Russia blocks Barents Observer
The Norwegian newspaper’s profile of a homosexual man angers Russia
The Barents Observer
“Block this newspaper to hell,” says Vitaly Milonov. He is a member of the State Duma, Russia’s lower house of parliament, and known for his hardline stance on liberals and independent-minded groups.
In an interview with the Federal News Agency, Milonov lashes out against the small English- and Russian-language newspaper, saying that it represents “degeneration and decay” and that “its ideology and its clients are based on people with queer psyche.”
According to Milonov, who is also a member of the parliament’s Foreign Affairs Committee, the Barents Observer must not only be blocked in Russia. In addition, diplomatic measures should be taken.
“We must send them a note of protest, call in the ambassador of Norway, and say: ‘what you are doing can affect our relations, if you continue to produce this kind of material for Russians in the Russian language.’”
Blocked in Russia
The plea from Milonov and his supporters has been met by Russian authorities.
Since the morning of Feb. 19, the Barents Observer has been unavailable to readers in Russia. Several sources in the country confirm that they can no longer access the site and preliminary data on website traffic indicate that the number of Russian readers already has shrunk significantly.
Readers in Russia must now apply VPNs (virtual private networks) to access the newspaper. It can also be read with the mobile phone browser by Opera. On Feb. 28, Barents Observer editor Thomas Nilsen reported that the paper had lost 50 percent of its Russian readers, which given the effort they must go through to read the paper is “not too bad.”
The story about Dan Eriksson
The blockage comes after Russia’s state media authority Roskomnadzor on Jan. 28 issued a warning saying that the story about Dan Eriksson, a homosexual Sámi man from northern Sweden, is a violation of Russian law. In a letter, the media authority gave the Barents Observer 24 hours to remove the Russian-language article.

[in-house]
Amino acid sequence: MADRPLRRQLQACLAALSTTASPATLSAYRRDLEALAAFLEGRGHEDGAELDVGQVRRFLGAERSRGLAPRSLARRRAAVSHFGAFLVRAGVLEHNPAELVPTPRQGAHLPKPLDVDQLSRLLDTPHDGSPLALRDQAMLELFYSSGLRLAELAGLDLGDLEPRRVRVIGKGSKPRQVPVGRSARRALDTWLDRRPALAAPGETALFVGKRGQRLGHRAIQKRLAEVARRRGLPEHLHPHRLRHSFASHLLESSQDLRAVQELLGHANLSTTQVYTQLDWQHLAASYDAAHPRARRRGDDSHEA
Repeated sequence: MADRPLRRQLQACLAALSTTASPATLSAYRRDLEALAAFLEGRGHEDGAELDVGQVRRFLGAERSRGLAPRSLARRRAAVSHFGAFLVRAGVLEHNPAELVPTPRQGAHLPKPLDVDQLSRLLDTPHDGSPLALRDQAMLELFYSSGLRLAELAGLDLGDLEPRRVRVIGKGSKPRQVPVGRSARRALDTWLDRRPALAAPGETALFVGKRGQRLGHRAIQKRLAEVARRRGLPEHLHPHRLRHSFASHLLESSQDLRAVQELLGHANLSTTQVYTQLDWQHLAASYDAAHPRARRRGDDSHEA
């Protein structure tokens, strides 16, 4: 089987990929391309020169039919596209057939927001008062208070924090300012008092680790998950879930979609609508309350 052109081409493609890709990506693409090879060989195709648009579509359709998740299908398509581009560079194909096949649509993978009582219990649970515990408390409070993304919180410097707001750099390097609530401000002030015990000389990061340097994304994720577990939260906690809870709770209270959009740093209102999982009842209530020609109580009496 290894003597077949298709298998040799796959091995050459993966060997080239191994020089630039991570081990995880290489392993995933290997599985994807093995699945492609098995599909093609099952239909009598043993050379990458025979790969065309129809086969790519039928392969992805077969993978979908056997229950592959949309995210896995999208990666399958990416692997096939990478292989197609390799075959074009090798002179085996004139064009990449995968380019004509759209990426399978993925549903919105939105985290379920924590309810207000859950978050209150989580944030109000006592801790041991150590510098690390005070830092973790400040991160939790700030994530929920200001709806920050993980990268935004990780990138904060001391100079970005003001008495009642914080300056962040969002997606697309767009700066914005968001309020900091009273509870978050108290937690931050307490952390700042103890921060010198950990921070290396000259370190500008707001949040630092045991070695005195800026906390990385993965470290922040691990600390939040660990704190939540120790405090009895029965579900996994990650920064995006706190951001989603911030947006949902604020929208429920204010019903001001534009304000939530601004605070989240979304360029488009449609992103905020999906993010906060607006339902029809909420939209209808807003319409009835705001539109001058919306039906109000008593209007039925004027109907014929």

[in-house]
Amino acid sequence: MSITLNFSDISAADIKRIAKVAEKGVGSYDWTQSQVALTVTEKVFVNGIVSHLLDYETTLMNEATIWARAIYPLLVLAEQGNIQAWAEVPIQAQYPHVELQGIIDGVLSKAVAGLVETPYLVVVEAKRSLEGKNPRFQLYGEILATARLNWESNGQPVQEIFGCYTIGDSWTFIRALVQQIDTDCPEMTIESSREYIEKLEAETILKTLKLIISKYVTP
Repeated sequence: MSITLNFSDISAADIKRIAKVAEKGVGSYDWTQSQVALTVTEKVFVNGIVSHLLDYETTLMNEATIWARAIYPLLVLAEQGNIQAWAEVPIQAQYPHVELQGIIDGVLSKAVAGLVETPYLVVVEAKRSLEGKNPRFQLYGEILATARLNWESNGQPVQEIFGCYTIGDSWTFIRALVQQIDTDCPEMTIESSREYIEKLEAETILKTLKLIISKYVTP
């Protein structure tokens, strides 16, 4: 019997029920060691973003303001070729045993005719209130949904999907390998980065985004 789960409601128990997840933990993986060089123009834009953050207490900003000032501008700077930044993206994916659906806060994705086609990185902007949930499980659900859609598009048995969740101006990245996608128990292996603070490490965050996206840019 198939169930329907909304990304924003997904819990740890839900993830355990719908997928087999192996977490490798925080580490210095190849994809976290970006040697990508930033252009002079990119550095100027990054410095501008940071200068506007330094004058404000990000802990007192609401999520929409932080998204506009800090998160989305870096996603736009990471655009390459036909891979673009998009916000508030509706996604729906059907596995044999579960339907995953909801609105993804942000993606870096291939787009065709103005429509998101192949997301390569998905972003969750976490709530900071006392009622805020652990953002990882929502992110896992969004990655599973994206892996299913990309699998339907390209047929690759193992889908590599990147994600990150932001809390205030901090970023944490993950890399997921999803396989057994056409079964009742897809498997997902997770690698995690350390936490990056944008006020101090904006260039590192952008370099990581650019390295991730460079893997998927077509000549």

The story, originally published by Swedish newspaper Arjeplognytt, profiles Eriksson who lived through years of hardship and twice tried to kill himself because of taboo and prejudices connected with his sexuality. He is now a happy man who works with mental-health issues among young homosexual Swedes.
Roskomnadzor argues that the story propagates suicide and is in conflict with Russian federal law.
The Barents Observer declined to comply, and the story remains available on its website, both in English and Russian (English: thebarentsobserver.com/en/life-and-public/2019/01/suicide-attempts-happiness-and-pride).
Storm of attention
The attack on the Barents Observer made headlines all over Scandinavia, and leading Russian newspapers also reported on the case.
Several hard-line Russian media resources soon engaged in a campaign aimed at undermining the newspaper. In the front line of that campaign has been the Federal News Agency, a news resource associated with Yevgeny Prigozhin, the controversial Russian businessman believed to be a friend of President Vladimir Putin.
In an interview with Politika Segodnya on Feb. 12, Alexander Malkevich, leader of Russia’s Civic Chamber commission on mass media, says “it is time to set an example” against the Barents Observer.
“We need one striking show of corporate punishment,” he underlines. “And if that will not be enough, then we will need to whip them two or three times,” he continues.
Malkevich is not only a representative of the Civic Chamber but also editor of news site USA Really, an initiative reportedly associated with that same Federal News Agency. In late December 2018, Malkevich was put on the U.S. sanction list for attempts to interfere in elections.
According to Russian media group RBC, the Federal News Agency and its subsidiaries all started up on the same address as the so-called troll factory in St. Petersburg, Russia. “From the Troll Factory has grown a Media Factory,” the RBC reported in 2017.
The owner of the news resource, Prigozhin, is also believed to be associated with the Wagner Group, the quasi-independent military group that has engaged in a series of dubious operations in international conflict areas.
This article originally appeared in the March 8, 2019, issue of The Norwegian American. To subscribe, visit SUBSCRIBE or call us at (206) 784-4617.